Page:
Okay, so maybe the rebellion and Fall didn't have to happen? Maybe. Just maybe. I'm thinking out loud right now, so I'm just going to type as ideas come to me. Things may get a little disjointed, but I'll try to make sense. What about the following: In Revelation chapter thirteen, verse eight, Jesus is referred to as, 'The Lamb slain from the foundation of the world.' Jesus was slain at a certain place and time, about two thousand years ago, not before mankind was even created. So what is this verse saying? Is it saying that God knew ahead of time that mankind would definitely fall and need a Savior and so He decided to make provision?
I'm thinking that maybe God, knowing His own intention to to create sentient beings and then give them the ability to choose whether to love and follow Him or not, saw every possible path that led to satan's rebellion, every path that led to the Fall, and made the decision then to provide our Sacrifice, should that be necessary.
Jesus himself, when in the garden actually said, "My Father, if it is possible, let this cup pass from me; yet not as I will, but as you will." Of course at that point there was, for Jesus, only one possible path forward if He was to complete His mission. Remember also, how he was tempted by satan early on; there were choices for Him to make, choices upon which the future of all mankind depended. As always, Jesus never sinned. Never missed the mark. He did what the Father wanted every time.
I'm thinking also of how Jesus performed His first miracle. At first He resisted His mother's prompting. But somehow her calm insistence led the Father to open up another path, making that wedding the appropriate occasion for the miracle working Christ to make Himself known. Jesus recognized this, and the life of Christ had a slight alter made in its course. The initial revealing was hastened as He turned water turned into wine.
Now let's turn our attention to the future. What about the end times prophecies? Aren't they set in stone? This is where I believe God will choose to exert His will and through His omnipotent power cause the prophecies He has spoken through His prophets to come to pass. Even here, however, I am not convinced that the church has its eschatology correct. Our fatalism is holding us back and just killing hope. But that's a topic for another day.
So what about scripture like Psalm 139:16? "Your eyes saw my unformed body. All the days ordained for me were written in your book before one of them came to be." Well, that's a good one to be sure, but only if we've interpreted it correctly. Here is what it says in Hebrew, followed by a word for word translation. (Follow the link if you want to read more about this verse.)
גלמי ראו עיניך ועל ספרך כלם יכתבו ימים יצרו ולא אחד׃
Embryo saw Eye of book every written day form not one.
Say huh? Yeah translations can be quite problematic. Culture, language, time, all those things can hinder understanding, so we need to examine what we read and pray for revelation. The Hebrew is read from right to left, so my translation is flipped around for our language. Also, I have chosen the meanings that were used when the English version of the Bible was developed. Several of those original Hebrew words have many possible nuances of meaning based upon context.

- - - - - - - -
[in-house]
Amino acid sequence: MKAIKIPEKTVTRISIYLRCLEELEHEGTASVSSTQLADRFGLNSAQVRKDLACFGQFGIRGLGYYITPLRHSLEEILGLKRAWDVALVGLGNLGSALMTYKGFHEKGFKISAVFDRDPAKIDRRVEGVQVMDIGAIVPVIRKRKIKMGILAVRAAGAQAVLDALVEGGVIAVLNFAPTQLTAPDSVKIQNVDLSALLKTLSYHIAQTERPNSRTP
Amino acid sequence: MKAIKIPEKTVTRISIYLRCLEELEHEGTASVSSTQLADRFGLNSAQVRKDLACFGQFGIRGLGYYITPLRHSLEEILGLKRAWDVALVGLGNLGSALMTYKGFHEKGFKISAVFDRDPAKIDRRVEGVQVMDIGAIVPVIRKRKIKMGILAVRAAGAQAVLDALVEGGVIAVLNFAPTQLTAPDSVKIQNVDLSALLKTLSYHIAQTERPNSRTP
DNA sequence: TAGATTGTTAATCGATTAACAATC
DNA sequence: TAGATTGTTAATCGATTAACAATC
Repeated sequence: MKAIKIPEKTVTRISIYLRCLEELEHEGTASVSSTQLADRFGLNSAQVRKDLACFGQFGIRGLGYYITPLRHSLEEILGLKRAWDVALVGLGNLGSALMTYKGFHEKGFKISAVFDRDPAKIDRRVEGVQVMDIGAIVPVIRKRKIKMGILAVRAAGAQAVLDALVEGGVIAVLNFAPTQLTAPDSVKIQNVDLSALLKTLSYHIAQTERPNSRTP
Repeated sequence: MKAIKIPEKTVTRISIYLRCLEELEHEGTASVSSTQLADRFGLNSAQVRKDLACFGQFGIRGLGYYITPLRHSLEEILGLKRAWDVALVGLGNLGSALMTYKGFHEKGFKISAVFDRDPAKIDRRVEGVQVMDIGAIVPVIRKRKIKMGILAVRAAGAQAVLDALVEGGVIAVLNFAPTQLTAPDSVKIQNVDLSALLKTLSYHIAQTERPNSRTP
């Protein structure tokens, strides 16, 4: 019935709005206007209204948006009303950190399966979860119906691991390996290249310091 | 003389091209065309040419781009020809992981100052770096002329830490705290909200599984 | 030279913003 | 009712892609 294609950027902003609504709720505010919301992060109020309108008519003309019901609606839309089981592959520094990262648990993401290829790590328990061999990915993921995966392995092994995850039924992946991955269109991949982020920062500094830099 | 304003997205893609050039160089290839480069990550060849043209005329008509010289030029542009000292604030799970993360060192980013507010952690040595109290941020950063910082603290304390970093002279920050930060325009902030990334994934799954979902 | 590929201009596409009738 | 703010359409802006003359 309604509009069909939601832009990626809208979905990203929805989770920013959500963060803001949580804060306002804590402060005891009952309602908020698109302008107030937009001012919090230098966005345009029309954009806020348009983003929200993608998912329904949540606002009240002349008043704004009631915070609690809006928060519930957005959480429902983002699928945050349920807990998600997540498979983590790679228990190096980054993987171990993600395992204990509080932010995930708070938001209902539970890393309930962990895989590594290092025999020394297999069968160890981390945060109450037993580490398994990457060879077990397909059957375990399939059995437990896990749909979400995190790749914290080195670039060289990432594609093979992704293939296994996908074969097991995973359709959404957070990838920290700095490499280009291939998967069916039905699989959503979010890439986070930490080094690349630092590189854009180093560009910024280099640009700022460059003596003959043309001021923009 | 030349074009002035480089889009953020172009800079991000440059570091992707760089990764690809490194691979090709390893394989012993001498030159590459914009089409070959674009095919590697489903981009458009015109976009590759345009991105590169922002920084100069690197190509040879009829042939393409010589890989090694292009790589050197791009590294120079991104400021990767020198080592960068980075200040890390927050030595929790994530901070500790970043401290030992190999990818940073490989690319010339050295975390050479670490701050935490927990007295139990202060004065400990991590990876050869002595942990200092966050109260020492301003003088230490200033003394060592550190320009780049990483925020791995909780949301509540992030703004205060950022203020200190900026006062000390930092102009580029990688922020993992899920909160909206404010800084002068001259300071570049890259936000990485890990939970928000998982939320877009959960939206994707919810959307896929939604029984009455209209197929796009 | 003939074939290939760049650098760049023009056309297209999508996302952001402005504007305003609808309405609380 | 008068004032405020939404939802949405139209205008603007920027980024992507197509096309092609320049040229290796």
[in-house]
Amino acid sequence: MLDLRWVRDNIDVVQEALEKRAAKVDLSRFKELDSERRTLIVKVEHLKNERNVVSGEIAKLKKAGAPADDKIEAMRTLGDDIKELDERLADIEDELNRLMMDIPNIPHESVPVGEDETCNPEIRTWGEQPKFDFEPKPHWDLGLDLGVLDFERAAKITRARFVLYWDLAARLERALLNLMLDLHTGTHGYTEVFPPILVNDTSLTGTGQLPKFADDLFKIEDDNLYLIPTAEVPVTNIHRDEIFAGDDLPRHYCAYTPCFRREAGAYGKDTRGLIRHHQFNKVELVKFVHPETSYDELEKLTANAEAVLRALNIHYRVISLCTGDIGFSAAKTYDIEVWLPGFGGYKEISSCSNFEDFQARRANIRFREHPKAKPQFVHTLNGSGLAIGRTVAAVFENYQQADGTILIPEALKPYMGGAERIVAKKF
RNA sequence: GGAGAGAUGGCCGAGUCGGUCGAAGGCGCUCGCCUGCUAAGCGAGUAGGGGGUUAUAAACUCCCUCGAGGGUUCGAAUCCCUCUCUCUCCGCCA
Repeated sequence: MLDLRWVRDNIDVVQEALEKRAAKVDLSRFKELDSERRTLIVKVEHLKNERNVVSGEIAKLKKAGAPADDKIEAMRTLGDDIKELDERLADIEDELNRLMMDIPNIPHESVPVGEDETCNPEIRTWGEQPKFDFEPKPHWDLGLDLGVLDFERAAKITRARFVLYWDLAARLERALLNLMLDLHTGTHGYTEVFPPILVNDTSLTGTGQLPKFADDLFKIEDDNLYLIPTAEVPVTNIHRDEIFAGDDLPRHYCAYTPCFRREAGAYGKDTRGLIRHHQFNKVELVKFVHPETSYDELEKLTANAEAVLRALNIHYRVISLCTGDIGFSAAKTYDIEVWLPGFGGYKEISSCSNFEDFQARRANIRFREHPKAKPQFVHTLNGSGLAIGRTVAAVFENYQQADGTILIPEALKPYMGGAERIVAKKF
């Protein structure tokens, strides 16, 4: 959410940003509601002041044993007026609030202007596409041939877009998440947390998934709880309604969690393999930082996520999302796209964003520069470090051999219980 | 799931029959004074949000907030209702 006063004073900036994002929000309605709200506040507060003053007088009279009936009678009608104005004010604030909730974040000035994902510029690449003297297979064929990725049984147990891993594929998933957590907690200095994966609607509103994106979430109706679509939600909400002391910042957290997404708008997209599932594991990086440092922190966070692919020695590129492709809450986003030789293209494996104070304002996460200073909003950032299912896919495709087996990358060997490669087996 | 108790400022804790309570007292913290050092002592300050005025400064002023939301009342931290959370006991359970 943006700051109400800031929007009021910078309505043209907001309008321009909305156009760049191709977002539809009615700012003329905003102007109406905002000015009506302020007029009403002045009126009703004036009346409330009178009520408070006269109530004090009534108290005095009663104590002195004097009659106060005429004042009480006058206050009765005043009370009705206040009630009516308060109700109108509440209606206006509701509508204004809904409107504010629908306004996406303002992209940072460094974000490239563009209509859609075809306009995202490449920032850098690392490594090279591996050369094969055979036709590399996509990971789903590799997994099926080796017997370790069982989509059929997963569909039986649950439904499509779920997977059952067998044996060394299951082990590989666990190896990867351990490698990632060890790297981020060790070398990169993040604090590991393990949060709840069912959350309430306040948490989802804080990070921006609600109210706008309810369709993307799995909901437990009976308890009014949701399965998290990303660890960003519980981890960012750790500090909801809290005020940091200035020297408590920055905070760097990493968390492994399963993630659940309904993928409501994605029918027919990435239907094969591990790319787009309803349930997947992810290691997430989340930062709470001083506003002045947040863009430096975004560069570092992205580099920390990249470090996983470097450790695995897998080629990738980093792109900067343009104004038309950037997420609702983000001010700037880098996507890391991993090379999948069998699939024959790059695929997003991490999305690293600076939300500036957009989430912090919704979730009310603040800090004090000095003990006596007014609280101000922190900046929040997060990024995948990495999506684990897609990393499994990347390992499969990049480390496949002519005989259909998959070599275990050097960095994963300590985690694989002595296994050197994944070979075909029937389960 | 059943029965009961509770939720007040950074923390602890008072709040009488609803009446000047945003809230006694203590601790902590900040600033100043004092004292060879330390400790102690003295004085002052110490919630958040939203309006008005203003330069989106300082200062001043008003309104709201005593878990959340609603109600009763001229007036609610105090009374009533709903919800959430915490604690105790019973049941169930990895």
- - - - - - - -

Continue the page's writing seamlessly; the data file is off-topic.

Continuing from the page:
One more thing before I'm done. The Lamb's Book of Life. If your name isn't found there, then you will not get into Heaven. So has God already written the names of the Elect there, and left everyone else out because He knows they will not choose Him? Revelation 3:5 addresses this, I think:
"He who overcomes shall be clothed in white garments, and I will not blot out his name from the Book of Life; but I will confess his name before My Father and before His angels."
Blotting names from the Book is also talked about in Psalm 69: 28 and Exodus 32: 32.
I propose that all our names are written in the Book, and at the point when we reject God's gift for the final time, our name is blotted out. Interesting note: in the Old Testament, the word blot or blotted, is translated from the Hebrew word machah and it can have the idea of "wiping off" as in wiping off a dish. And if something is to be wiped from something else, then it had to be there in the first place, right?
So there you go, what I've been contemplating lately. I know this turned into a rambling discourse at certain points, but maybe you agree with some of what I've said. Maybe you think I'm completely off base. Either way, I think it's worth considering that we just might be able to make a difference while we are here on Earth, and that things can turn out differently, and for the better, because of our actions. The Elect may not be some fixed number of individuals that are completely predetermined before any of this even got started. Maybe that number can be influenced and increased.
And maybe God is inviting us to get in on what He is doing. Maybe that involves actually going out and altering destiny, discovering ours, and helping others find theirs. Maybe?